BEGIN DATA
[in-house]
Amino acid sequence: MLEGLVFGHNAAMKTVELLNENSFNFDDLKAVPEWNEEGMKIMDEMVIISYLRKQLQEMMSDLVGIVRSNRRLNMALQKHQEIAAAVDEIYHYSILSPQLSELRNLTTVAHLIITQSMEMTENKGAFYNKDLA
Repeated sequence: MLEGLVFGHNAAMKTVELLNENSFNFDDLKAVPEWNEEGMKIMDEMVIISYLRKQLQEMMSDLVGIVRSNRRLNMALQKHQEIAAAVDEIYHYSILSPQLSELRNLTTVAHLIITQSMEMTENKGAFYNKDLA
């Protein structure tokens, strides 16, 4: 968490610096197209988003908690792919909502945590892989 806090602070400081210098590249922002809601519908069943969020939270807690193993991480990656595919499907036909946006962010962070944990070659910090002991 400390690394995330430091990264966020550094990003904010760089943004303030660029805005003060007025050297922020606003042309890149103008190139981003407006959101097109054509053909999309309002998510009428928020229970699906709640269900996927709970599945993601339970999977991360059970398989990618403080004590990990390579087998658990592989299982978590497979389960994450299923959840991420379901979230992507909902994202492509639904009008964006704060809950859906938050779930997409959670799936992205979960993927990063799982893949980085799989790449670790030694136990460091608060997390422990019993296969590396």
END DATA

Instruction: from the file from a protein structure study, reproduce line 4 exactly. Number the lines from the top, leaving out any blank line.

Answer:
């Protein structure tokens, strides 16, 4: 968490610096197209988003908690792919909502945590892989 806090602070400081210098590249922002809601519908069943969020939270807690193993991480990656595919499907036909946006962010962070944990070659910090002991 400390690394995330430091990264966020550094990003904010760089943004303030660029805005003060007025050297922020606003042309890149103008190139981003407006959101097109054509053909999309309002998510009428928020229970699906709640269900996927709970599945993601339970999977991360059970398989990618403080004590990990390579087998658990592989299982978590497979389960994450299923959840991420379901979230992507909902994202492509639904009008964006704060809950859906938050779930997409959670799936992205979960993927990063799982893949980085799989790449670790030694136990460091608060997390422990019993296969590396």